It's been five years since the first National Day of Racial Healing (NDORH) celebration in Kalamazoo County. We're taking a look back on how the celebration has evolved, the important role community plays in healing and just how this day of celebration has made an impact.

If you are not familiar, NDORH is a celebration rooted in experiences for truth telling and trust building that lead to racial healing for a more just and equitable future. It's celebrated the day after Martin Luther King, Jr. Day every year.

January 17, 2017: Stories That Unite Us
The first NDORH in Kalamazoo County explored the inequality in America with the screening of the docu-series "America Divided." The nation was coming off of an election season that was rife with disinformation. There was a need for truth and to understand what's really going on from different perspectives. The event was a launching point for the Truth, Racial Healing & Transformation (TRHT) work moving forward.

The screening and discussion was presented by Arcus Center for Social Justice Leadership at Kalamazoo College, Black Arts and Cultural Center, Fair Housing Center of Southwest Michigan, ISAAC, Kalamazoo Community Foundation, Michigan Immigrant Rights Center, SHARE and Welcoming Michigan.

There was an overwhelming response to the event ! It was full and a waiting list had to be opened.

January 16, 2018: Heal Our Communities

NDORH in 2018 was hosted with local nonprofit organizations. Kalamazoo County residents were invited to share their vision for a community without racism. The Douglass Community Center held a neighborhood breakfast to provide safe space for residents to tell their stories related to racism.
Rootead Enrichment Center held a Hip Hop and Yoga class for youth ages 10 - 18. Youth were guided on how to use movement to heal from the impacts of racism; calm nerves and emotions; and increase body awareness through yoga.

January 22, 2019: Celebrating How We Heal
(postponed to March 5, 2019 due to inclement weather)

The third NDORH event was a community celebration with an evening of music, poetry, dance and food. Community engaged with one another, had real conversations, and created healthy ways of coexisting. The event focused on respite and joy as community honored centuries of dedication, resistance, struggle, loss, gain and committed collaboration toward healing and equity.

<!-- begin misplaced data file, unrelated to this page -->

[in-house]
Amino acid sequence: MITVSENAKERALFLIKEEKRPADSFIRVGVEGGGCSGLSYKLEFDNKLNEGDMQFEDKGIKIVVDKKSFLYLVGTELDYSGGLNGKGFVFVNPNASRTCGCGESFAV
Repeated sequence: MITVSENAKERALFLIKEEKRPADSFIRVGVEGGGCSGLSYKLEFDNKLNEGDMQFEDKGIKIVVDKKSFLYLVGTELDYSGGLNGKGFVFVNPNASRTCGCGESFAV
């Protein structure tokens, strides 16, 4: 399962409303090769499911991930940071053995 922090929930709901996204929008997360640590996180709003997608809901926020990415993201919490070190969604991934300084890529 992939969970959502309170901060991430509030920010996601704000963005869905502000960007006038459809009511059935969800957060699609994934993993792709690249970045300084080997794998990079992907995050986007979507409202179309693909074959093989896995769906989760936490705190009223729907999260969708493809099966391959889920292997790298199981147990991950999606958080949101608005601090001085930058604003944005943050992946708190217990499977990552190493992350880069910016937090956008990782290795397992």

"The work can be so heavy. Racial Healing is deep. It's pealing back the layers of a lot of trauma. To continue to work, we need to be healthy and part of healthy is letting loose sometimes." - Racial Healing Practitioner, Ed Genesis on WMUK

January 21, 2020: Truth-telling

Year four featured youth and community voices, local artists, and an opportunity to learn more about TRHT Kalamazoo’s work connecting racial healing and systemic change. This was also the first time public healing circles were included in the NDORH celebration.

Side Note: Another "sold out" event!

January 19, 2021: Resistance & Healing

Due to the COVID-19 pandemic, TRHT held its first-ever virtual NDORH celebration. A variety of virtual events -- including a Twitter chat, book discussion and TRutH Talk and Virtual Healing Experience -- throughout the month of January focused on the theme of "Healing and Resistance." The livestream celebration included a panel of community leaders and change makers discussed what healing and resistance looks like in politics, community services, immigrant communities, housing and more. Performances by local artists, musicians and dancers were woven throughout the event.

Meet Our Racial Healing Practitioners

The TRHT Racial Healing Practitioner Cohort is a team of community members focused on recognizing our shared humanity and how racism has harmed us all collectively in different ways. This team of skilled racial healing practitioners has been trained to facilitate healing circle experiences that are generative, confidential, safe spaces
for truthful conversation.

  • Ed Genesis
  • Adrian Vazquez
  • Elizabeth Garcia
  • JaRay Reese
  • Samantha Weaver
  • Elena Mireles-Hill
  • Emily Olivares
  • Joan Hawxhurst
  • LaSonda Wells
  • Shari Weber
  • Elisheva Johnson
  • Tom Beech
  • Dale Mitchell
  • Casey Coker
  • Fanny Fernandez
  • Judi Ranbow
  • Patrese Griffin
  • Kerria Randolph
  • Charlae Davis
  • Juliana Hafner
  • Ragan Savara
  • Sholanna Lewis
  • Denise Evans
  • Cheree Thomas
  • Jacob Pinney-Johnson
  • Kathy Purnell
  • Rev. Joslyn Mason
  • Caren Dybek
  • Gabriel Giron
  • Kama Mitchell
  • Stacey Randolph Ledbetter
  • Sholanna Lewis
  • Xiaoan Li

If you're interested in being an active participant in your community's healing both now and in the years to come, follow @TRHTkalamazoo on social media to engage year-round.

TRHT Kalamazoo on Facebook

TRHT Kalamazoo on Instagram

TRHT Kalamazoo on YouTube

TRHT Kalamazoo on Twitter

This article was featured in the latest issue of our UPDATE newsletter.
Read the full issue as a digital magazine.